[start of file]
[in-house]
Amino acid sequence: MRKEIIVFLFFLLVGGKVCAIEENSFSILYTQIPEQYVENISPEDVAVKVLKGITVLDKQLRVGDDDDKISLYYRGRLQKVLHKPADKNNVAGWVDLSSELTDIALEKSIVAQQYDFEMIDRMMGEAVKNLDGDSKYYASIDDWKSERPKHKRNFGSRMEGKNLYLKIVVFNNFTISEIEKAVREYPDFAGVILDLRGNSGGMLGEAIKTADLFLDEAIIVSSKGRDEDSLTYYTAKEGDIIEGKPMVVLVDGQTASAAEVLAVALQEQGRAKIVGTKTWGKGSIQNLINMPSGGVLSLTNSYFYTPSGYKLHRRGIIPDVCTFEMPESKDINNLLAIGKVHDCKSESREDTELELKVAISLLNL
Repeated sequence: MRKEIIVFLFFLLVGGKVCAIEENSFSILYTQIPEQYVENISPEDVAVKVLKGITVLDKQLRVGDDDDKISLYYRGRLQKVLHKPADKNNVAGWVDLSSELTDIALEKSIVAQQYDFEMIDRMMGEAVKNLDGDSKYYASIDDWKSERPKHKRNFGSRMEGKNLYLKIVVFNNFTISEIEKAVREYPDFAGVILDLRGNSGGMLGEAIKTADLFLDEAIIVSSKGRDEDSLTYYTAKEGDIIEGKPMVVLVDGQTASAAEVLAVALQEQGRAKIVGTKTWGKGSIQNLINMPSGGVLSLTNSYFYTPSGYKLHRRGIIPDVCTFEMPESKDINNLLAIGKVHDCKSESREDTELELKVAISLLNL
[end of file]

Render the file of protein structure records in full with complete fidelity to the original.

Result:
[in-house]
Amino acid sequence: MRKEIIVFLFFLLVGGKVCAIEENSFSILYTQIPEQYVENISPEDVAVKVLKGITVLDKQLRVGDDDDKISLYYRGRLQKVLHKPADKNNVAGWVDLSSELTDIALEKSIVAQQYDFEMIDRMMGEAVKNLDGDSKYYASIDDWKSERPKHKRNFGSRMEGKNLYLKIVVFNNFTISEIEKAVREYPDFAGVILDLRGNSGGMLGEAIKTADLFLDEAIIVSSKGRDEDSLTYYTAKEGDIIEGKPMVVLVDGQTASAAEVLAVALQEQGRAKIVGTKTWGKGSIQNLINMPSGGVLSLTNSYFYTPSGYKLHRRGIIPDVCTFEMPESKDINNLLAIGKVHDCKSESREDTELELKVAISLLNL
Repeated sequence: MRKEIIVFLFFLLVGGKVCAIEENSFSILYTQIPEQYVENISPEDVAVKVLKGITVLDKQLRVGDDDDKISLYYRGRLQKVLHKPADKNNVAGWVDLSSELTDIALEKSIVAQQYDFEMIDRMMGEAVKNLDGDSKYYASIDDWKSERPKHKRNFGSRMEGKNLYLKIVVFNNFTISEIEKAVREYPDFAGVILDLRGNSGGMLGEAIKTADLFLDEAIIVSSKGRDEDSLTYYTAKEGDIIEGKPMVVLVDGQTASAAEVLAVALQEQGRAKIVGTKTWGKGSIQNLINMPSGGVLSLTNSYFYTPSGYKLHRRGIIPDVCTFEMPESKDINNLLAIGKVHDCKSESREDTELELKVAISLLNL